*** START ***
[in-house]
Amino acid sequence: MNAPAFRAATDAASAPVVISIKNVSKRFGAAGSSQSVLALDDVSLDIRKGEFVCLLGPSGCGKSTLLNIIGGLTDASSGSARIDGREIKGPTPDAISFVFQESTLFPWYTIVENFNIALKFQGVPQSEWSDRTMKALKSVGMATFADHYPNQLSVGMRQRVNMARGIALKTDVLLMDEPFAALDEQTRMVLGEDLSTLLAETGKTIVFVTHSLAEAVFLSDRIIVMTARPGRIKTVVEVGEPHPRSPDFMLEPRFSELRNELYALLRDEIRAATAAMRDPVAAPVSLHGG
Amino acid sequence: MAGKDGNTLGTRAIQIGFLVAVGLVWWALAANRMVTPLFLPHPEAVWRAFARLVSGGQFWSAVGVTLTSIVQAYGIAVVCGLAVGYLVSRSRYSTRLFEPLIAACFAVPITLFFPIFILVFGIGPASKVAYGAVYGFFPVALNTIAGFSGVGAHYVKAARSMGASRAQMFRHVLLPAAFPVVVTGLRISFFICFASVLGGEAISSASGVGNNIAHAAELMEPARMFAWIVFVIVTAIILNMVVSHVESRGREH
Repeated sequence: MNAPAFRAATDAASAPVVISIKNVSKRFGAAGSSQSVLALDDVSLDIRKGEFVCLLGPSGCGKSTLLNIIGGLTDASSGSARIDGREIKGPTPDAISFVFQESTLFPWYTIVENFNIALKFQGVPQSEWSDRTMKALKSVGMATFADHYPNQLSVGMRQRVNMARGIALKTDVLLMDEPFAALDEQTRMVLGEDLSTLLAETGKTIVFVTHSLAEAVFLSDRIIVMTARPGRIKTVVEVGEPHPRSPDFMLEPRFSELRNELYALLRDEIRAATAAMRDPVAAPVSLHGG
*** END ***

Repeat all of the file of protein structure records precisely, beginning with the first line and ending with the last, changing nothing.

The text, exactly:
[in-house]
Amino acid sequence: MNAPAFRAATDAASAPVVISIKNVSKRFGAAGSSQSVLALDDVSLDIRKGEFVCLLGPSGCGKSTLLNIIGGLTDASSGSARIDGREIKGPTPDAISFVFQESTLFPWYTIVENFNIALKFQGVPQSEWSDRTMKALKSVGMATFADHYPNQLSVGMRQRVNMARGIALKTDVLLMDEPFAALDEQTRMVLGEDLSTLLAETGKTIVFVTHSLAEAVFLSDRIIVMTARPGRIKTVVEVGEPHPRSPDFMLEPRFSELRNELYALLRDEIRAATAAMRDPVAAPVSLHGG
Amino acid sequence: MAGKDGNTLGTRAIQIGFLVAVGLVWWALAANRMVTPLFLPHPEAVWRAFARLVSGGQFWSAVGVTLTSIVQAYGIAVVCGLAVGYLVSRSRYSTRLFEPLIAACFAVPITLFFPIFILVFGIGPASKVAYGAVYGFFPVALNTIAGFSGVGAHYVKAARSMGASRAQMFRHVLLPAAFPVVVTGLRISFFICFASVLGGEAISSASGVGNNIAHAAELMEPARMFAWIVFVIVTAIILNMVVSHVESRGREH
Repeated sequence: MNAPAFRAATDAASAPVVISIKNVSKRFGAAGSSQSVLALDDVSLDIRKGEFVCLLGPSGCGKSTLLNIIGGLTDASSGSARIDGREIKGPTPDAISFVFQESTLFPWYTIVENFNIALKFQGVPQSEWSDRTMKALKSVGMATFADHYPNQLSVGMRQRVNMARGIALKTDVLLMDEPFAALDEQTRMVLGEDLSTLLAETGKTIVFVTHSLAEAVFLSDRIIVMTARPGRIKTVVEVGEPHPRSPDFMLEPRFSELRNELYALLRDEIRAATAAMRDPVAAPVSLHGG